# Low-voltage charge control for solar

Discussion in 'The Projects Forum' started by Kefka666, Nov 9, 2008.

1. ### Kefka666 Thread Starter Active Member

Mar 4, 2008
38
1
I'm trying to create a solar power battery charger. I don't want to over-charge the batteries, so some type of charge controller is probably necessary. Here's what I have available right now:

* Four 1.2v rechargeable NiMH batteries (2650mAh), pretty standard.
* Four 4v/200mA solar cells

From what I've learned online I would need a low-voltage charge controller so I don't run the batteries down to v=0 or overcharge them. However, I have found surprisingly little information about where to find and how to use charge controllers. Is it possible to build a simple charge controller for this low-voltage application? Otherwise, do you know where I could find one?

The ultimate goal of this project is to use solar cells to charge batteries during the day, which will power LEDs at night. The light-deactuated part of the circuit is no problem, but the solar-battery charging component has perplexed me. Thanks in advance.

2. ### Audioguru Expert

Dec 20, 2007
10,797
1,217
If you live near the equator of earth then the solar cells produce 200mA only at noon.
Anywhere else and the max current is lower.
The average current for 10 hours is about only 60mA. The solar cells are too small.
2650mAh cells overcharge when the current is 66mA and more so use a battery charger IC to prevent overcharging.

3. ### Kefka666 Thread Starter Active Member

Mar 4, 2008
38
1
I don't understand the last part; if 2650mAh cells overcharge with a current >66mA, why is 60mA too small a current?

4. ### Audioguru Expert

Dec 20, 2007
10,797
1,217
If the 2650mAh battery is discharged overnight then it will take 1.4 times more mAh to recharge it. It needs 3710mah to recharge it.
If the solar cell provides an average of only 60mA for 10 hours each day then the battery will need 6.2 sunny days to recharge.

You need a much bigger solar cell that can charge the battery in one day or less.
And you need a battery charger IC to prevent overcharging.

5. ### thingmaker3 Retired Moderator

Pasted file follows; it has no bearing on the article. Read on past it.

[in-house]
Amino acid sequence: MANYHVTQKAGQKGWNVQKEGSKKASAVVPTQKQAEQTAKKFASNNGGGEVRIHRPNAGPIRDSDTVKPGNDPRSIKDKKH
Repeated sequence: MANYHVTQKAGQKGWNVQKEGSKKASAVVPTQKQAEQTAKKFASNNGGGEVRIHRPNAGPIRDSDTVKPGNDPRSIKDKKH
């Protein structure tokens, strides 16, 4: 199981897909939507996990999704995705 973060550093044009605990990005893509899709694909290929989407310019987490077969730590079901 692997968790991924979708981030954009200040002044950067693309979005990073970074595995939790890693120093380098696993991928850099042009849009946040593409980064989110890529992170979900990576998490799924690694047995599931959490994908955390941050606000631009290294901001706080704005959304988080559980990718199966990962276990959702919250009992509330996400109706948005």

May 16, 2005
5,072
8
Solar cells have come a long way. Many are now marketed with stats reflecting output in the temperate regions instead of maximum possible output. What's more, the "equator at noon" bit is not fully accurate. A solar cell generates more power in Eastern Oregon in January than an identical panel in Southern Texas in July. They work better in the cold, you see.

Without seeing the full stat's on Kefka's panels, we can't really predict their performance one way or another.

We also need to know how much power his LEDs require.

6. ### Kefka666 Thread Starter Active Member

Mar 4, 2008
38
1
I'm using 20mA LEDs. So assuming I can find the right solar panels, what current would be necessary to charge those four 2650mAh batteries most effectively? Audioguru recommends a battery charger integrated circuit for charge control--would this by itself be effective and practical for someone who has never built a charge controller, or is there a good commercial alternative?

Also, as I said earlier this will be a light-deactuated circuit; it will only run at night, for a maximum of 12 hours at a time in the dead of winter. I was confident that those batteries would easily carry a few LEDs through the night.

7. ### Audioguru Expert

Dec 20, 2007
10,797
1,217
2650mAh will power four 20mA LEDs for 2650/80= 33 hours.
If the LEDs are powered for only 8 hours each night then 80 x 8= 640mAh is used and a charge of 1.4 x 640mAh= 896mAh is needed each day.

The mAh from your solar cells depends on how high is the sun in the sky and for how long each day. If you are in North America then the sun is low in the sky for only a few hours each day in winter. Then your LEDs will perform like my solar garden lights: all night long in summer but for only 1 hour in winter following a sunny day.

8. ### raybo Member

Oct 18, 2008
22
0
audio guru disregard the fact that battery do not stand there and dicharge at one set rate. the rate is set per one hour not 33 hours. the discharge is always exponential never linear.